Nonprofit program aims to address employment inequalities for girls, young women of color

Nonprofit program aims to address employment inequalities for girls, young women of color

The “Ready To Work” program will match local girls of color with top local employers for a paid internship that will last for eight weeks and provide priceless life and workplace skills.

Photo: Girls For A Change

It takes a community to enact change, which is why local nonprofit Girls For A Change (GFAC) has tapped Capital One, VCU, and 804RVA to help with a new program designed to address employment inequalities for girls and young women of color. They hope to increase internship opportunities for girls of color in their Girl Ambassador Program with a Summer program called “Ready to Work.”

This regional collaboration between corporations and GFAC is designed to help girls in 9th through 12th grades prepare for 21st century jobs–particularly those in Science, Technology, Engineering, Arts, and Math (STEAM).

Currently, across the country, the need for workers in STEAM jobs outpace the number of interested or qualified candidates. What’s worse, statistics show a clear lack of diversity among people who occupy jobs in these fields. This program seeks to create a pipeline of qualified, ready-to-work, girls of color to fill that need and yield significant opportunities to disrupt generational poverty.

“We are pleased to announce that we have partnered with Capital One, VCU, and 804RVA to give girls of color an early opportunity to gain real-life work experience through our Girl Ambassador Program,” said Angela Patton, President and CEO of GFAC. “The girls will have an opportunity to work with top employers, build their skills, and widen their professional network. Our vetted partners have committed to diversity and inclusion coaching to help ensure that these experiences are impactful and rewarding for everyone. Through this program, we are truly introducing black girls to the world and the world to black girls.”

GFAC is a nonprofit youth development organization aimed at empowering black girls and other girls of color in Central Virginia to visualize their bright futures and potential through discovery, development, innovation, and social change in their communities.

The organization’s research shows that early access to companies results in improved academic success, substantially higher college enrollment, and will create an experienced, empowered pipeline of women of color that our economy desperately needs. Partners of this pilot program realized an opportunity to create real systemic change that improves entire communities.

Capital One will give Girls For A Change a $40,000 grant to help get the program off the ground.

“Capital One is excited to offer Girls for a Change a grant to fund a pilot program to increase internship opportunities for young women of color in Richmond,” said Melissa McDevitt, Vice President of Diversity & Inclusion for Capital One. “The GFAC mission to inspire women of color to realize their potential closely aligns with Capital One’s commitment to inclusion and national Future Edge initiative which provides community grants to empower more Americans to succeed in the digital economy.”

VCU, a longtime supporter of Girls For A Change, will be providing the space and educational resources (laptops, design programs, etc.) for training. They are also providing faculty to assist in some of the training.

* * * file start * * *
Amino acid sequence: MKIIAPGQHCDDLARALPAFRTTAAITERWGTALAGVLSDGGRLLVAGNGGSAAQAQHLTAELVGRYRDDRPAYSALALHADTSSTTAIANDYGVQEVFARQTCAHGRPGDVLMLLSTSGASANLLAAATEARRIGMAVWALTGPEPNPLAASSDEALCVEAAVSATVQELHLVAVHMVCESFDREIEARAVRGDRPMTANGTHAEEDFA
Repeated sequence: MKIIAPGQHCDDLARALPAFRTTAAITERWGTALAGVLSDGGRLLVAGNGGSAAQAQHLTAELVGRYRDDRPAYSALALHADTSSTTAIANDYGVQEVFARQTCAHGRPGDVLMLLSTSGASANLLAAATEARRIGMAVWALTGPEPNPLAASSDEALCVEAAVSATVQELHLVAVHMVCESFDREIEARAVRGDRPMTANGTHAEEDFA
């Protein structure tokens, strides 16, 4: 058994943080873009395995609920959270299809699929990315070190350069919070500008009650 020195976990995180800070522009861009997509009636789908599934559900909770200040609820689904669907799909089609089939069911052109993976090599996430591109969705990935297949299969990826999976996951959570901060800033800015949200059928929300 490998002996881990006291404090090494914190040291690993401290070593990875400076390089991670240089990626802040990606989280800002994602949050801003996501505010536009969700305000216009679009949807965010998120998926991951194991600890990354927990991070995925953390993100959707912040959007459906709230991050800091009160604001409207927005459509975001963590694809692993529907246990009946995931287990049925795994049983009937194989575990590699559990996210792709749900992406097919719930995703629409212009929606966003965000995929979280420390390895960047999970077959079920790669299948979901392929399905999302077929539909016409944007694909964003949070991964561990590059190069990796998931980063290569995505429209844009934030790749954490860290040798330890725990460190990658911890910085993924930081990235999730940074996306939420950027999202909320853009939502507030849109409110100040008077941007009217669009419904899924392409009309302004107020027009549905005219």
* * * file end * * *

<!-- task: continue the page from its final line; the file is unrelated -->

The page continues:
“We are happy to be a part of this collaborative effort; providing educational support and utilizing our resources and expertise at VCU Arts, through the Departments of Fashion and Interior Design,” a VCU spokesperson said in a statement. “The teaching here is focused on developing a basic skill set needed for entry level jobs in these two disciplines. The student learning outcome of this well-constructed program is a product line sheet for apparel appropriate for Target’s Athleisure Joy Lab and related home fashions, with the common thread being the fabric designs. Our aim is to inspire the girls toward viable careers, to fuel their ability to attain internships and jobs in these fields, and to empower them to become confident and successful, self-reliant and self-motivated women.”

Co-working space and social club 804RVA will be lending their expertise to help the girls through training. Founder Larkin Garbee, who has experience developing programming, has lent her expertise and access to the community to help develop the program and train its participants.

“We partnered with Girls For A Change to develop curriculum and offer access to our community,” Garbee said. “We’re excited to leverage the tech community we’ve built over the last seven years in Richmond to provide opportunities for future entrepreneurs. Our community is excited about helping these bright, young girls develop skills and place them in apprenticeship opportunities so that they can be placed in jobs that require digital skills. It’s a full scale community effort–bringing together all of the skills at 804RVA and surrounding Universities.”

In addition to these partners, Girls For A Change has also received 23 MacBook Pros and three Lenovo laptops from Twitter to help support the girls as they learn coding and other digital skills.

More than 18 girls have enrolled in the program and will complete their first internship August 17th. Girls For A Change is hosting an interest group for job partners at Mobelux at 1635 West Broad Street on Wednesday, May, 16th from 12:00 – 1:00 PM.

The last two Ready to Work training days will be held on May 12th and May 19th before our participants receive their summer placement. Visit the Girls For A Change website or email [email protected] for more information on how you can get involved in the program.

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